indifference.” Porter, 659 F.3d at 447 (citation omitted); see also Thompson v.
Upshur Cnty., 245 F.3d 447, 459 (5th Cir. 2001) (“Proof of more than a single
instance of the lack of training or supervision causing a violation of constitutional
rights is normally required before such lack of training or supervision constitutes
deliberate indifference.”). Any less stringent standard, explained the Fifth Circuit,
would turn a failure-to-train claim (or failure-to-promulgate-policy claim) into “de
facto respondeat superior liability.” Porter, 659 F.3d at 447 (quoting Bryan Cnty.,
520 U.S. at 407).
Here, the allegations of the First Amended Complaint do not satisfy
the requirements for supervisory liability under § 1983. Plaintiff merely asserts in
a conclusory fashion that “Steve McCraw had knowledge or, [sic] ostensibly
should have known, that these officers were engaging in actions such as the
wrongful arrest that Ms. Tipps experienced” and that better disciplinary policies
should have been in place. (Dkt. # 37 at 4.) In order to state a claim, Plaintiff must
plead examples of other specific instances where Zarate and Kosmalski violated
the civil rights of others. See Porter, 659 F.3d at 446–47. Standing alone,
Plaintiff’s vague and conclusory allegations that Zarate and Kosmalski could have
been better trained and/or supervised, and that McCraw ought to have instituted a
better disciplinary policy, are simply insufficient to state a claim for supervisory
liability under § 1983.
Because Plaintiff fails to state a claim for supervisory liability under
§ 1983, the Court need not reach McCraw’s argument that Plaintiff’s claims are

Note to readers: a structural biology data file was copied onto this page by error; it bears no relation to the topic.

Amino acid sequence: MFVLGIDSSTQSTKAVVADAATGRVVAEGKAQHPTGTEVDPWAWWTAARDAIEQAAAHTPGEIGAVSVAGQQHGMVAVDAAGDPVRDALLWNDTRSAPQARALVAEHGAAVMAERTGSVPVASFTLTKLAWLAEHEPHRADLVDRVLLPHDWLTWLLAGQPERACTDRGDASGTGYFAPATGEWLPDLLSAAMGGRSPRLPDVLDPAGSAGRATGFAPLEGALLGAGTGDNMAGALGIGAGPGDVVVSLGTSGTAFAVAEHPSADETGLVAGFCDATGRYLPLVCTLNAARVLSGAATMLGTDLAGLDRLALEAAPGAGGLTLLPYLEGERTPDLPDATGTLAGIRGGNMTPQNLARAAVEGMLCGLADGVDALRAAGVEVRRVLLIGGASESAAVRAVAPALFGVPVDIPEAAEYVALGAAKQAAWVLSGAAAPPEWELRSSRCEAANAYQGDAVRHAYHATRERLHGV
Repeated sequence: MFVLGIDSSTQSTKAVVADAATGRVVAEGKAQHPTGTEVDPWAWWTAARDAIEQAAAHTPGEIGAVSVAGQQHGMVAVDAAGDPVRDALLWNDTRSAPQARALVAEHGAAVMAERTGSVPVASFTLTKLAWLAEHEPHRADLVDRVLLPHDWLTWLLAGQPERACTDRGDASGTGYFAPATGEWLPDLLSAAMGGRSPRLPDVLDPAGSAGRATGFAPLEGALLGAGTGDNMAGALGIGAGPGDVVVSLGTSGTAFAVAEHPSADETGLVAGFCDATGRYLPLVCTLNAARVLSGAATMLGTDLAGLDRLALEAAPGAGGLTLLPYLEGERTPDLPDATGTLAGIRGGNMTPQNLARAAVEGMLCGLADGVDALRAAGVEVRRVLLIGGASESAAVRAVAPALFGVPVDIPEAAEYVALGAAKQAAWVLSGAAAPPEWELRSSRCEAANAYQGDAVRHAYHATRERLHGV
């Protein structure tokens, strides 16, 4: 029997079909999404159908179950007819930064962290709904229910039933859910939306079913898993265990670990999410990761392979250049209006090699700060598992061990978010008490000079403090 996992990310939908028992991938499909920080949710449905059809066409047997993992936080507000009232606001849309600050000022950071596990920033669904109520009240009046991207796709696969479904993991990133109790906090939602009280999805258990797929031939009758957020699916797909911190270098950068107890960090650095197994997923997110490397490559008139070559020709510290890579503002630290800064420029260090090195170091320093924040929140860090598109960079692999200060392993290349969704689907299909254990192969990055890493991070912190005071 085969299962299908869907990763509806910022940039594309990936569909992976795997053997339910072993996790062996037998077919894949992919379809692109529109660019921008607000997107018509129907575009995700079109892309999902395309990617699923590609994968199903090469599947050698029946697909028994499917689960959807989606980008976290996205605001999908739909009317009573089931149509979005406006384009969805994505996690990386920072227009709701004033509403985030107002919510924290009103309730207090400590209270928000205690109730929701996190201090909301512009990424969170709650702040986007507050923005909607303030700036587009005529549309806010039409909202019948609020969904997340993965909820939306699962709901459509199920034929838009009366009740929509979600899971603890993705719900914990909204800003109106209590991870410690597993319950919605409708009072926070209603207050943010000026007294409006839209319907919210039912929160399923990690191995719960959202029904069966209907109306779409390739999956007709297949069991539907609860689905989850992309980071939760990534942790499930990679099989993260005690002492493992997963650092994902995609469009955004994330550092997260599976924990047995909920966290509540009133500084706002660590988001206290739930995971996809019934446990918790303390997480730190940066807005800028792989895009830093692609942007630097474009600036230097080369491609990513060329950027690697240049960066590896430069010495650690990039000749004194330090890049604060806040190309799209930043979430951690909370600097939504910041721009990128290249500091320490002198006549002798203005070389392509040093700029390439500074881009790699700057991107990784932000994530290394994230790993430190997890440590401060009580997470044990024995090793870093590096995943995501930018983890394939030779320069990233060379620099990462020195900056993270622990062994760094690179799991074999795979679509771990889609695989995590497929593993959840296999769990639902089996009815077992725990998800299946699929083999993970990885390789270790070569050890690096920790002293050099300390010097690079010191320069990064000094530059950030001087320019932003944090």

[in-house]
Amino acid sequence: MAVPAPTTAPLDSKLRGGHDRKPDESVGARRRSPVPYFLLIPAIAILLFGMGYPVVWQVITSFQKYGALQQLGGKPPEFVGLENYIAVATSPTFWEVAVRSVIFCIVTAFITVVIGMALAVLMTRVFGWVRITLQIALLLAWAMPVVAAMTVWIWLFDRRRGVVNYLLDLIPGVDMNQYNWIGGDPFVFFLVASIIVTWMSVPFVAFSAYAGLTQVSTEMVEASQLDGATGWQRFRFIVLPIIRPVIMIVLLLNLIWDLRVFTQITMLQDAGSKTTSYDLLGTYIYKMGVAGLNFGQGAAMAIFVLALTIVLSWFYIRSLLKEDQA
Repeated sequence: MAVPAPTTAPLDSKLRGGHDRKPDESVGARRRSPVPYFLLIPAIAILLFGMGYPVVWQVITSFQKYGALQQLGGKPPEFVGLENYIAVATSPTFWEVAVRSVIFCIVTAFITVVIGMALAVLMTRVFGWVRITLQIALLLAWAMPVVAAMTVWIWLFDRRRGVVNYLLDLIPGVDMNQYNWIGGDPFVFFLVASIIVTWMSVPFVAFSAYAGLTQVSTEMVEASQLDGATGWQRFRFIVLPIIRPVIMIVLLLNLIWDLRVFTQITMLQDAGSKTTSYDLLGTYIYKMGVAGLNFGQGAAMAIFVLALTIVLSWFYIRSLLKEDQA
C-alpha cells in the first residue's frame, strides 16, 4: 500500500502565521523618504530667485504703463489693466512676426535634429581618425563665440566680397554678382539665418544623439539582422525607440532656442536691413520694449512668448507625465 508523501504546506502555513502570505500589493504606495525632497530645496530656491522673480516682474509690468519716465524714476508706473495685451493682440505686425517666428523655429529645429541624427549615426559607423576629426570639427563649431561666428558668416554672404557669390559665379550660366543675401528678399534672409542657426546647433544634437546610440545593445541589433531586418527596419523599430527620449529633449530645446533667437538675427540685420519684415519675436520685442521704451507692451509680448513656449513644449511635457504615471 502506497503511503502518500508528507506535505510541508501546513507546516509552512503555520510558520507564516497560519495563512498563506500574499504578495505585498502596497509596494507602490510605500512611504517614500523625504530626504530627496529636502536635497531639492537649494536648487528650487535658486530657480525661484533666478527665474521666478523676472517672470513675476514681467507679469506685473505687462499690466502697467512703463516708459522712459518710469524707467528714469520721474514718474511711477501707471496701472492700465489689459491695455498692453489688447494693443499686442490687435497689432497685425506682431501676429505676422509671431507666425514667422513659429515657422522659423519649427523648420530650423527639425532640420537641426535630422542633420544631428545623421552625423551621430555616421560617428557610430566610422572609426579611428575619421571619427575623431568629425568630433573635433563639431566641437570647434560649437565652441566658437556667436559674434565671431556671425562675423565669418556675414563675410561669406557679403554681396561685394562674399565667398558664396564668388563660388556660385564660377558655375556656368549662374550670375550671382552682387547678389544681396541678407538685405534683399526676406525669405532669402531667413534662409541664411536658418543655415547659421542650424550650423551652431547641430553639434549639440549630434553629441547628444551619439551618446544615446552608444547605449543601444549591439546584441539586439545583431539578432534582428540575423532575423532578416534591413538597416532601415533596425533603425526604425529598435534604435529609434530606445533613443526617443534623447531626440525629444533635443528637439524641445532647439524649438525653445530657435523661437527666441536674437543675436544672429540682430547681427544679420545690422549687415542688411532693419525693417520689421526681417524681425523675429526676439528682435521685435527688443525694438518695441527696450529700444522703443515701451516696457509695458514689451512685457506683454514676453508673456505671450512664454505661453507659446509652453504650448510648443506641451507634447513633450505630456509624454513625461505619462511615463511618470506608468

also barred by qualified immunity. Accordingly, Plaintiff’s § 1983 claims against
McCraw are DISMISSED WITHOUT PREJUDICE. Plaintiff may seek leave of
Court to re-add these claims if warranted after the completion of discovery.
State-Law Tort Claims
McCraw contends that Plaintiff’s common-law tort claims are barred
by Texas Civil Practice and Remedies Code § 101.106(f). However, the First
Amended Complaint only appears to assert state-law tort claims against Troopers
Zarate and Kosmalski (see Dkt. # 22–38), and Plaintiff does not address McCraw’s
argument pertaining to common-law torts in her Response to the Motion to
Dismiss. Nevertheless, in an abundance of caution, the Court addresses the merits
of McCraw’s motion.
As this Court previously explained, in Franka v. Velasquez, 332
S.W.3d 367 (Tex. 2011), the Supreme Court of Texas made clear that any state-law
tort claim brought against a government employee based on actions within the
scope of his or her employment must be dismissed. See Tipps v. McCraw, --- F.
Supp. 2d ----, 2013 WL 2250120, at *5 (W.D. Tex. May 22, 2013) (“[Section]
101.106(f) protects employees even in their individual capacities . . . . [Franka]